Plaintiffs have not rebutted Universal's facts regarding industry practice. Instead, Plaintiffs point to paragraph 6 of the Subpublishing Agreements and introduce extrinsic evidence to place paragraph 6 in its original context. Paragraph 6 of the Subpublishing Agreements gives Universal the right to assign and transfer its rights under the Subpublishing Agreement to any of its subsidiaries or affiliates in the Licensed Territories, but Universal need not reduce Plaintiffs' royalties by assigning and transferring its rights to foreign affiliates and subsidiaries. Indeed, this was precisely the arrangement that Duchess and Leeds (Song of Universal's predecessors-in-interest) had with their foreign affiliates (see Lehman Aff'm. Ex. 6). Placing paragraph 6 in its original context, Plaintiffs argue that the parties intended an "at source" arrangement, which is why the Subpublishing Agreements did not allow Universal to deduct foreign affiliate fees from Plaintiffs' royalty share and instead required Universal to calculate Plaintiffs' royalty percentage as generated "at source."
Paragraph 6 has no application here, however, since Songs of Universal, Inc., the party to this lawsuit, did not trigger it. It is undisputed that, unlike Duchess and Leeds, Songs of Universal, Inc. did not transfer and assign its rights under the Subpublishing Agreements to its foreign affiliate and subsidiaries; rather, Songs of Universal, Inc. merely licensed its rights to its foreign affiliates and subsidiaries under an inter-company agreement (Allen Decl. at ¶¶ 11-12, dkt # 71 in 1:05-cv-3527.)
The Court finds that the totality of the evidence, both intrinsic and extrinsic, indicates that a "net receipts" arrangement is the only reasonable interpretation of the Subpublishing Agreements. The language of the Subpublishing Agreements demonstrates that the parties intended to effect an equal royalty distribution. The parties' lengthy course of conduct buttresses this interpretation, as does the prevailing custom of the music industry at the time the parties executed the Subpublishing Agreements. Accordingly, the Court finds that Universal has not breached the Subpublishing Agreements by calculating Plaintiffs' royalties based on "net receipts."
iii. The Gimbel Deduction
Universal's negotiations with Gimbel changed the way Universal calculated Plaintiffs' royalty share. Under the 1995 Gimbel Agreement, Gimbel collected his share of the royalties directly for the English Lyric Versions, and after the 1999 Gimbel Amendment, Gimbel collected his share of the royalties directly for both the English Lyric Versions and the English Title Instrumental Versions. As such, the Gimbel Agreements resulted in a reduction of Plaintiffs' royalty share.*fn14 Plaintiffs argue that the Gimbel Deductions impermissibly reduced their royalty share.*fn15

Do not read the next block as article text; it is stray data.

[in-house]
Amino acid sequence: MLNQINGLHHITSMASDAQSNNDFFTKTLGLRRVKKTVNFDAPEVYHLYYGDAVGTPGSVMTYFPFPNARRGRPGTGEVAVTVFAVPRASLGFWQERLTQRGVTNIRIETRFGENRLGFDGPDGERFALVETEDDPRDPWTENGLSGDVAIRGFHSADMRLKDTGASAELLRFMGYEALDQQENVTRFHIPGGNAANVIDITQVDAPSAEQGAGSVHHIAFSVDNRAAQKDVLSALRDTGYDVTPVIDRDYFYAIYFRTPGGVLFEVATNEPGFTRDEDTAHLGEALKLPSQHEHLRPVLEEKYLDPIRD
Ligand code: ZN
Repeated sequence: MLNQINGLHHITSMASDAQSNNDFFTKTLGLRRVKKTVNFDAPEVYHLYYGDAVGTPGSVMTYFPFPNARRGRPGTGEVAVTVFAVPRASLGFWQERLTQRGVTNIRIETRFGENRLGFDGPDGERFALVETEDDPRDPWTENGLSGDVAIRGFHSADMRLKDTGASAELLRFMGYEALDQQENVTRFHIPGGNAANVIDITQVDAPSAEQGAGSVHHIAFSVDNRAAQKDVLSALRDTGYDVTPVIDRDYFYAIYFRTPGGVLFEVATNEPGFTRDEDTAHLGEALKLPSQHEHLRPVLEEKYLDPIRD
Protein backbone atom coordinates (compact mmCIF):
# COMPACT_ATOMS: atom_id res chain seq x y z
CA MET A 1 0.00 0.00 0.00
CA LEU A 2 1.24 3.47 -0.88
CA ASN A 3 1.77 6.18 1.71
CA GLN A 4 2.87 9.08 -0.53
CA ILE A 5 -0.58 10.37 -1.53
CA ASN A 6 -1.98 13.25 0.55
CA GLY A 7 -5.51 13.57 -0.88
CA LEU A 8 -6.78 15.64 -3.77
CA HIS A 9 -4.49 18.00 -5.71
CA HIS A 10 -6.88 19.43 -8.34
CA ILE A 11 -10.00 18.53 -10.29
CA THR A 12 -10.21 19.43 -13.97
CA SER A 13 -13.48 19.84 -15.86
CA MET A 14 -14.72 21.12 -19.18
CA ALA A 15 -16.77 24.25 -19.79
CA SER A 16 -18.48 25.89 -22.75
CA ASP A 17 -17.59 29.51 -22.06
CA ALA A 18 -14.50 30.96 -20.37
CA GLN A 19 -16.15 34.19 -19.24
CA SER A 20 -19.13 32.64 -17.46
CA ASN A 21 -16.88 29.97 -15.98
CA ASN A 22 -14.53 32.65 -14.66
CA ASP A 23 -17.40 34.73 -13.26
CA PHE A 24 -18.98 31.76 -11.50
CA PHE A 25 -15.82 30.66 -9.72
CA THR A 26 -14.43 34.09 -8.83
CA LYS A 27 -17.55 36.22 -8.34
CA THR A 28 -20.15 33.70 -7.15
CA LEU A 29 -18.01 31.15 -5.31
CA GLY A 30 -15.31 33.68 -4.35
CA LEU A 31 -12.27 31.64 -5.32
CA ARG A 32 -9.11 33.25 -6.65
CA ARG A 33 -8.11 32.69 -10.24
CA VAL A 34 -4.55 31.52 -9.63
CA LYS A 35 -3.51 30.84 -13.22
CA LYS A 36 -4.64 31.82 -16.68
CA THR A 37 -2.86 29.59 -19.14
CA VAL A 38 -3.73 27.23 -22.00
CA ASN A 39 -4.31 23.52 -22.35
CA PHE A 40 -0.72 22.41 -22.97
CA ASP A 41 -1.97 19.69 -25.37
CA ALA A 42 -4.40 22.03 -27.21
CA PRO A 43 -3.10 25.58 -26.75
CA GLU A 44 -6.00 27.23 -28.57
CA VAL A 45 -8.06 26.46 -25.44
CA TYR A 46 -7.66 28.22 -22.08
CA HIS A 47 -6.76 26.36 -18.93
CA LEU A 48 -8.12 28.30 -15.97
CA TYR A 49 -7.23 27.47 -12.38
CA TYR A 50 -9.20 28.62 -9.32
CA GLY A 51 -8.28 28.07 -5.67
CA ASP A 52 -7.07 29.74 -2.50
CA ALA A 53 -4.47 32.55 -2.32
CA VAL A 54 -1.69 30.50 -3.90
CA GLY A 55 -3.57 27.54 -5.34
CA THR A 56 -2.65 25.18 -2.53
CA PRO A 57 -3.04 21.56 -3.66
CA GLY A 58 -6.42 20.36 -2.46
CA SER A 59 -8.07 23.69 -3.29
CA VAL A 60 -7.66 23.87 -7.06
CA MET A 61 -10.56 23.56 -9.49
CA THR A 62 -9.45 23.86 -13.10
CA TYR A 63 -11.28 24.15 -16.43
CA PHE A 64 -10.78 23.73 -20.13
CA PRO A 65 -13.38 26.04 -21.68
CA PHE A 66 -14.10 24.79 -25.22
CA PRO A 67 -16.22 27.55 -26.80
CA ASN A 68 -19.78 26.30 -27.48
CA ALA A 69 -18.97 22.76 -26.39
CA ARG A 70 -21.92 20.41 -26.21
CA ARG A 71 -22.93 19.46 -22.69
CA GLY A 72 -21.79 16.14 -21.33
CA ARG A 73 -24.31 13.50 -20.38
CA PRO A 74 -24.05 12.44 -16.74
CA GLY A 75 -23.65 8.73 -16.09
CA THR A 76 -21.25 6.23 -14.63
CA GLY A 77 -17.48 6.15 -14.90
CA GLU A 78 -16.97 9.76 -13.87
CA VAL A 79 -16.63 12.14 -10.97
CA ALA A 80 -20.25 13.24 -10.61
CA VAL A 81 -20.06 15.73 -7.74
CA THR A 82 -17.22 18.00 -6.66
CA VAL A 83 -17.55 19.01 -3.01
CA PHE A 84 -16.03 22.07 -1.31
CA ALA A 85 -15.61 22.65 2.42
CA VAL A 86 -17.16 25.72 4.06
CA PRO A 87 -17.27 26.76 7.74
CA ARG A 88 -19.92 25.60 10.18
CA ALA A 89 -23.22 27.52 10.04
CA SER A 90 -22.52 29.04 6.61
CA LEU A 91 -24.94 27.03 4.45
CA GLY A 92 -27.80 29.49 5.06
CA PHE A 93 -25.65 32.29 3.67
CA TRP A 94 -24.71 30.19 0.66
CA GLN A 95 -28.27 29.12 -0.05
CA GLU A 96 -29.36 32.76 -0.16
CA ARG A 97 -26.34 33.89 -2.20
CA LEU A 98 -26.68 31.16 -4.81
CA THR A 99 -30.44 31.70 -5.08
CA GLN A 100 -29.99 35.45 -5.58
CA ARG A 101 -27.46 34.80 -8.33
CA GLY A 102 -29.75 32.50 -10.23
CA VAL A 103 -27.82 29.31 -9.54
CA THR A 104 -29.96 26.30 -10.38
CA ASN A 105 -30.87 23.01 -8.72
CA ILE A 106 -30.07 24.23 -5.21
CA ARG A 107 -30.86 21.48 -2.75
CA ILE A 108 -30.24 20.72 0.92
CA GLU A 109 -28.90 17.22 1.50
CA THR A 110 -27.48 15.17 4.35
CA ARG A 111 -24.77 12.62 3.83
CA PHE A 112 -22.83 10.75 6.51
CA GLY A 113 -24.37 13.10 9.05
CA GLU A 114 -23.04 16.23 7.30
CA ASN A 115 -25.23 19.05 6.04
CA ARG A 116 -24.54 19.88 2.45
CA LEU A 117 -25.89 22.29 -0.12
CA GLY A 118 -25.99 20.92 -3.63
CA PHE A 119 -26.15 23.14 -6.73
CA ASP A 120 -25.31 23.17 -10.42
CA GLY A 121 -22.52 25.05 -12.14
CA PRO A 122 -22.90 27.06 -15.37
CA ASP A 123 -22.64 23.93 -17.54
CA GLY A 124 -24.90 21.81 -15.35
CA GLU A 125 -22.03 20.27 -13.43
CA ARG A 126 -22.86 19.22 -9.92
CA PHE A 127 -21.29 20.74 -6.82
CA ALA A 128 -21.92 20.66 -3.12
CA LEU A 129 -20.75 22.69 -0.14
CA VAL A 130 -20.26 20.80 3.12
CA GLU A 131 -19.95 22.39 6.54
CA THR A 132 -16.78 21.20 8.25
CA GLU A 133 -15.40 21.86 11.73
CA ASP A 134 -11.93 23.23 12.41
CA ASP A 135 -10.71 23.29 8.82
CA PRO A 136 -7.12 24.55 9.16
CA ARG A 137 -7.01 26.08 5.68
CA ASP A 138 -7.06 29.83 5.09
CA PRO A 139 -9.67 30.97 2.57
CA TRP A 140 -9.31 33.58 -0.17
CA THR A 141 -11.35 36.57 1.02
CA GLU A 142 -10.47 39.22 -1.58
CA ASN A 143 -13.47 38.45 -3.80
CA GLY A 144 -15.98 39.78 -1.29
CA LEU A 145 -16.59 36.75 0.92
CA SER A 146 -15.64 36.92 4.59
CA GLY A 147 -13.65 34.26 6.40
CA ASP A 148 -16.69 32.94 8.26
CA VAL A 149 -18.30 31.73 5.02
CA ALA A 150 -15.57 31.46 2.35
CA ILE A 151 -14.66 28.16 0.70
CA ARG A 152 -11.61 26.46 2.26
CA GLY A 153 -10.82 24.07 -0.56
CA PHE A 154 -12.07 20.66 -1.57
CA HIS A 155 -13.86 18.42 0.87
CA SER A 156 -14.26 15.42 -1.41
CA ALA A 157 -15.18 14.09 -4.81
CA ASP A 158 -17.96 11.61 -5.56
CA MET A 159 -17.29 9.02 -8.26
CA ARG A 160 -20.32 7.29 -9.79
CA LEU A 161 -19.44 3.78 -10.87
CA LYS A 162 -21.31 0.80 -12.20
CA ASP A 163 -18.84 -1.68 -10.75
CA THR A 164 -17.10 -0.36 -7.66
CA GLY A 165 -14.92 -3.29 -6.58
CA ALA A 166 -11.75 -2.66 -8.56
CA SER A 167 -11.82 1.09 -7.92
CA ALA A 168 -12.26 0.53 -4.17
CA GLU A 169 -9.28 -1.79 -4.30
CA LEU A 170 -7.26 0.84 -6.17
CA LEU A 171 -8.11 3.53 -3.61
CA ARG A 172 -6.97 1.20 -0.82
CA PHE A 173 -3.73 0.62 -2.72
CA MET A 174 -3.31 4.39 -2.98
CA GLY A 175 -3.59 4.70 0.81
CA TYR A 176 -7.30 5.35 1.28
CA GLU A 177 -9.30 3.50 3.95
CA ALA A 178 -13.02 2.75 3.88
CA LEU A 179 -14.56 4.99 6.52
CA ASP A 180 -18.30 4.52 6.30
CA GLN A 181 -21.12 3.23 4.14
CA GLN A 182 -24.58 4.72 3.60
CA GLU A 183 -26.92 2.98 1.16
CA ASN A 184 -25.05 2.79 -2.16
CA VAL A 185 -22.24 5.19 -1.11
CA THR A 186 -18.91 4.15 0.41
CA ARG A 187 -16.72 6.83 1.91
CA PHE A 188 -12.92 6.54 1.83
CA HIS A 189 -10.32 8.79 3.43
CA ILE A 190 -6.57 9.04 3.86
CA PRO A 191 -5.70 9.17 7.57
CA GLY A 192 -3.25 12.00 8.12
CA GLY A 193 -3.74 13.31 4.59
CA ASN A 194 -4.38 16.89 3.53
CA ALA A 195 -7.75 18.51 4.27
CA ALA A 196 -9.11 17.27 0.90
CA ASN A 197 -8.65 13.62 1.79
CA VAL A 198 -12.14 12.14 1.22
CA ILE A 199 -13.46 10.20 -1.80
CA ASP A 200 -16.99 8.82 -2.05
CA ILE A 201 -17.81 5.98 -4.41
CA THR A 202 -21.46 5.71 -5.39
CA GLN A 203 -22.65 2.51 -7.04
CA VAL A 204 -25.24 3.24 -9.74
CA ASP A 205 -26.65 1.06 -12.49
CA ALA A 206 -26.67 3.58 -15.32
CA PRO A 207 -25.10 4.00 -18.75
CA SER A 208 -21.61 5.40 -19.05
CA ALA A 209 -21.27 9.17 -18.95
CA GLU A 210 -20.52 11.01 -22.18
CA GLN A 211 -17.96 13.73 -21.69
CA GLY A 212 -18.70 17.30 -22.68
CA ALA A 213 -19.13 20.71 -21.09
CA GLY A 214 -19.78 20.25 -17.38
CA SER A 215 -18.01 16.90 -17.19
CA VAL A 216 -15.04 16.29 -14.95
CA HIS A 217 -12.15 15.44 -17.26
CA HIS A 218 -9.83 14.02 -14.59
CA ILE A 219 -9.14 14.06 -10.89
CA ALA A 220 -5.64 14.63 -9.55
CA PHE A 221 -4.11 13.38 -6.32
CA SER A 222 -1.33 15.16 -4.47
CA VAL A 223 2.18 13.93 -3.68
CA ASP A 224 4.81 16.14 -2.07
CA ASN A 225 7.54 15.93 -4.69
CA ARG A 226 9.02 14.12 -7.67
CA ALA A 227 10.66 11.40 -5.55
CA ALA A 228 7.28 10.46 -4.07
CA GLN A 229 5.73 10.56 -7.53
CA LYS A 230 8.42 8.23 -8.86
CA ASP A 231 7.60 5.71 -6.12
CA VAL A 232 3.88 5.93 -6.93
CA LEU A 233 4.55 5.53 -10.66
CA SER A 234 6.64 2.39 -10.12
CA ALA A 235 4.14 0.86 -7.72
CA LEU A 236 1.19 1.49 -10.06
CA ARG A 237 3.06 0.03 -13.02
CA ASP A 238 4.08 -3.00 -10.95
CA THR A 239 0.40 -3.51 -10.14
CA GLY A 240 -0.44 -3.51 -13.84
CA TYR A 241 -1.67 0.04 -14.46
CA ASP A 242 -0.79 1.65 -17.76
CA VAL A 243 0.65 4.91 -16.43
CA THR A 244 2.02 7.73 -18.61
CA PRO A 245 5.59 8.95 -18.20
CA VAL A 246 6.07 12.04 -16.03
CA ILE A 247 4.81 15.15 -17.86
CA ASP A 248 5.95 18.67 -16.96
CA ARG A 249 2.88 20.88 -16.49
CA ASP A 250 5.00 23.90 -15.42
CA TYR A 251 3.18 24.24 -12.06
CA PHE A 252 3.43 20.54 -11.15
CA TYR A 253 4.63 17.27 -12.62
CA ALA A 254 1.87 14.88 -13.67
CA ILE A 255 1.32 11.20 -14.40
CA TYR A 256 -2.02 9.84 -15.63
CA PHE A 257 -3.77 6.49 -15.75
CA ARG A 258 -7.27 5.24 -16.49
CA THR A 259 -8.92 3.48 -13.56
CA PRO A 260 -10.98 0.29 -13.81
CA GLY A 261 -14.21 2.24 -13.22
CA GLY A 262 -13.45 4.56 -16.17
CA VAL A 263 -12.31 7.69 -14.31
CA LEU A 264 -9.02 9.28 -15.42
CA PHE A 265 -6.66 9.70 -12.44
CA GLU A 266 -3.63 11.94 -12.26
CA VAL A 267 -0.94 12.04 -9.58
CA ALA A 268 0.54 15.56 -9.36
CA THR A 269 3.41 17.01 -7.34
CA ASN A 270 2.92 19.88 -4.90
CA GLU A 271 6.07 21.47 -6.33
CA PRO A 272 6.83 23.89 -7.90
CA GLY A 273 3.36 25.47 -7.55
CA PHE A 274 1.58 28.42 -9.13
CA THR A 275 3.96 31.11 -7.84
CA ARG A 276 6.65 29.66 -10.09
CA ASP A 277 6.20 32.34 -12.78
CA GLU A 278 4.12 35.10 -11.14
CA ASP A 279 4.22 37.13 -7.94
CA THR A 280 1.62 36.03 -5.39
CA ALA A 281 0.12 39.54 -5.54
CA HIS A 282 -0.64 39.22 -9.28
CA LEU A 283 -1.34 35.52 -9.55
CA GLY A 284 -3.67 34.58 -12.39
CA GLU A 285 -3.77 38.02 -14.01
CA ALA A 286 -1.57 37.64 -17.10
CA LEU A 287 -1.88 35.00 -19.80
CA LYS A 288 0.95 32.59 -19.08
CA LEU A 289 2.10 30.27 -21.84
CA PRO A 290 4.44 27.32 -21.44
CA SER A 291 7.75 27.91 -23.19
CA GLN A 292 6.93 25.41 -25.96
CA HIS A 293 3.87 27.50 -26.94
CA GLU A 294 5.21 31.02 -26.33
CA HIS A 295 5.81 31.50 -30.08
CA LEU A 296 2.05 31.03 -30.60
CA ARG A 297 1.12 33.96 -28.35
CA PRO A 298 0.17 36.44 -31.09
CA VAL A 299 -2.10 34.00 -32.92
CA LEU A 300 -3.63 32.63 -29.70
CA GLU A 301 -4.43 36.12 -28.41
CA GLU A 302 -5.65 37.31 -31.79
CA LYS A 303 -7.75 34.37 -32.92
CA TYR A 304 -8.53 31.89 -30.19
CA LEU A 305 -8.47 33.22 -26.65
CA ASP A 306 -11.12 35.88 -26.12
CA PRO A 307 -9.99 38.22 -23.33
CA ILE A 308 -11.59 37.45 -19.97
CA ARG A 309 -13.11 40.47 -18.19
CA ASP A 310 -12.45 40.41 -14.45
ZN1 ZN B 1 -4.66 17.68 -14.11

Universal concedes that the Gimbel Deductions impermissibly reduced Plaintiffs' royalties. Several high-placed Universal officials testified to inter-company discussions to account for ("gross-up") the reduced royalty amounts due to Gimbel's deductions.*fn16 In fact, beginning with the January 2005 royalty statement, Universal applied a "rate uplift" to account for the reduced royalties (Def. Resp. to VM 56.1 Statement at ¶17, dkt # 46 in 1:06-cv-6407.)*fn17
Universal's rate uplift, however, does not absolve Universal from liability arising from the Gimbel Deductions. Indeed, it demonstrates that Universal's conduct was not permissible under the contracts. Universal applied the "rate uplift" only in January 2005; five years after the 1999 Gimbel Amendment became effective. Moreover, Universal implemented the "rate uplift" only on a going-forward -- not retroactive -- basis. Universal did not retroactively compensate Plaintiffs for the Gimbel Deductions until 2008, a few years after Plaintiffs initiated their lawsuits.*fn18 Accordingly, the Court finds that Universal breached the Subpublishing Agreements by instituting the Gimbel Deductions and failing to compensate Plaintiffs for their corresponding loss.
iv. Black Box Income
Plaintiffs argue that the Subpublishing Agreements entitle them to Black Box Income. Plaintiffs point to paragraph 3(f) of the Subpublishing Agreements, which provide that Universal pay Plaintiffs "fifty (50%) per cent of all monies earned from any other source whatsoever in connection with the said compositions." Plaintiffs argue that this broad contractual language includes Black Box Income since the Compositions generate Black Box Income. Universal contends, however, that paragraph 3(f) does not entitle Plaintiffs to Black Box Income since Black Box Income is not allocable to any specific composition, and is therefore not "in connection" with the Compositions.
Black Box Income is calculated based on the relative uses of each Composition. It therefore represents monies earned "in connection" with the Compositions, even if it the income is not allocable to any specific Composition. Accordingly, Universal breached the Subpublishing Agreements by failing to pay Plaintiffs Black Box Income. v. Equitable Estoppel Defense Universal argues that the doctrine of equitable estoppel bars all of Plaintiffs' claims relating to royalty collection. Under New York law, to prevail on a defense of equitable estoppel, Universal must demonstrate "(1) an act constituting a concealment of facts or a false misrepresentation; (2) an intention or expectation that such acts will be relied upon; (3) actual or constructive knowledge of the true facts by the wrongdoers; (4) reliance upon the misrepresentations which causes the innocent part to change its position to its substantial detriment." Aristocrat Leisure Ltd. v. Deutsche Bank Trust Co. Am., 618 F. Supp. 2d 280, 297 (S.D.N.Y. 2009).